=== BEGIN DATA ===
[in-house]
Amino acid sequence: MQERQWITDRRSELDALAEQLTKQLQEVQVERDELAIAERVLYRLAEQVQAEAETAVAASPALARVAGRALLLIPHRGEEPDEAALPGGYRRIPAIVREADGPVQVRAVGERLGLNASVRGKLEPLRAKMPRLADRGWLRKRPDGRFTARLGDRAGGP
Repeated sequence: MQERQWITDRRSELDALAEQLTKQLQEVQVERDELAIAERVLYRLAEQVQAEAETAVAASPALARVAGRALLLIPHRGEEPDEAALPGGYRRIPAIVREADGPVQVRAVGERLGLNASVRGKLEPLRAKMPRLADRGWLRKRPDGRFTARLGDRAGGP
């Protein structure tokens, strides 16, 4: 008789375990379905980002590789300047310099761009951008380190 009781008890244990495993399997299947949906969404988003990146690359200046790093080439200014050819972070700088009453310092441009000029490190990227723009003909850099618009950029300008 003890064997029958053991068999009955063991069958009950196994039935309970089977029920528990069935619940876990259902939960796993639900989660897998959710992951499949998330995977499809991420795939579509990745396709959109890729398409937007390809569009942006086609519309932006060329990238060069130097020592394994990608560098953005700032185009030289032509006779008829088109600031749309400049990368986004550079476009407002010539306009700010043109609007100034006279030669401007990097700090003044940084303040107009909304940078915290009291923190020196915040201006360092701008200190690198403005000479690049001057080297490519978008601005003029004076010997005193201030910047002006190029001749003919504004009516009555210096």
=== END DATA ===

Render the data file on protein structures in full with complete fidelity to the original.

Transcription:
[in-house]
Amino acid sequence: MQERQWITDRRSELDALAEQLTKQLQEVQVERDELAIAERVLYRLAEQVQAEAETAVAASPALARVAGRALLLIPHRGEEPDEAALPGGYRRIPAIVREADGPVQVRAVGERLGLNASVRGKLEPLRAKMPRLADRGWLRKRPDGRFTARLGDRAGGP
Repeated sequence: MQERQWITDRRSELDALAEQLTKQLQEVQVERDELAIAERVLYRLAEQVQAEAETAVAASPALARVAGRALLLIPHRGEEPDEAALPGGYRRIPAIVREADGPVQVRAVGERLGLNASVRGKLEPLRAKMPRLADRGWLRKRPDGRFTARLGDRAGGP
């Protein structure tokens, strides 16, 4: 008789375990379905980002590789300047310099761009951008380190 009781008890244990495993399997299947949906969404988003990146690359200046790093080439200014050819972070700088009453310092441009000029490190990227723009003909850099618009950029300008 003890064997029958053991068999009955063991069958009950196994039935309970089977029920528990069935619940876990259902939960796993639900989660897998959710992951499949998330995977499809991420795939579509990745396709959109890729398409937007390809569009942006086609519309932006060329990238060069130097020592394994990608560098953005700032185009030289032509006779008829088109600031749309400049990368986004550079476009407002010539306009700010043109609007100034006279030669401007990097700090003044940084303040107009909304940078915290009291923190020196915040201006360092701008200190690198403005000479690049001057080297490519978008601005003029004076010997005193201030910047002006190029001749003919504004009516009555210096």